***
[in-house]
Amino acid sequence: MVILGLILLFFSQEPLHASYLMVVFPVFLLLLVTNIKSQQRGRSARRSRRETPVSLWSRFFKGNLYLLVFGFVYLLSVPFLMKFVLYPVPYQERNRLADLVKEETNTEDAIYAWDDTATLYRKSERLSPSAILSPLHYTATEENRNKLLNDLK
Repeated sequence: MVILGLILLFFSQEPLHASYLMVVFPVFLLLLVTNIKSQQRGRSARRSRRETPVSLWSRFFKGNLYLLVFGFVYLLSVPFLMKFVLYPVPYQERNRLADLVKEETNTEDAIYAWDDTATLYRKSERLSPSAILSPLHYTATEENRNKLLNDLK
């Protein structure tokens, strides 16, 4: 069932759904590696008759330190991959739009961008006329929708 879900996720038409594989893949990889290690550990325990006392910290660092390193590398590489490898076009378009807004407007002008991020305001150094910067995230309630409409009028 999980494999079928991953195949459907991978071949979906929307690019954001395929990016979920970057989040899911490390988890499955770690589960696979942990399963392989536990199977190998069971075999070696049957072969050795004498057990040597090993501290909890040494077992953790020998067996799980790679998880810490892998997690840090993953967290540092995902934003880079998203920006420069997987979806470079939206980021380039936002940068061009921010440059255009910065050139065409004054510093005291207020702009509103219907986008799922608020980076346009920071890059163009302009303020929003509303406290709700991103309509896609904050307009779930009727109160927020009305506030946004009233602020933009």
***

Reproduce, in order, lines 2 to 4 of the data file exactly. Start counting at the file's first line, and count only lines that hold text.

Amino acid sequence: MVILGLILLFFSQEPLHASYLMVVFPVFLLLLVTNIKSQQRGRSARRSRRETPVSLWSRFFKGNLYLLVFGFVYLLSVPFLMKFVLYPVPYQERNRLADLVKEETNTEDAIYAWDDTATLYRKSERLSPSAILSPLHYTATEENRNKLLNDLK
Repeated sequence: MVILGLILLFFSQEPLHASYLMVVFPVFLLLLVTNIKSQQRGRSARRSRRETPVSLWSRFFKGNLYLLVFGFVYLLSVPFLMKFVLYPVPYQERNRLADLVKEETNTEDAIYAWDDTATLYRKSERLSPSAILSPLHYTATEENRNKLLNDLK
């Protein structure tokens, strides 16, 4: 069932759904590696008759330190991959739009961008006329929708 879900996720038409594989893949990889290690550990325990006392910290660092390193590398590489490898076009378009807004407007002008991020305001150094910067995230309630409409009028 999980494999079928991953195949459907991978071949979906929307690019954001395929990016979920970057989040899911490390988890499955770690589960696979942990399963392989536990199977190998069971075999070696049957072969050795004498057990040597090993501290909890040494077992953790020998067996799980790679998880810490892998997690840090993953967290540092995902934003880079998203920006420069997987979806470079939206980021380039936002940068061009921010440059255009910065050139065409004054510093005291207020702009509103219907986008799922608020980076346009920071890059163009302009303020929003509303406290709700991103309509896609904050307009779930009727109160927020009305506030946004009233602020933009």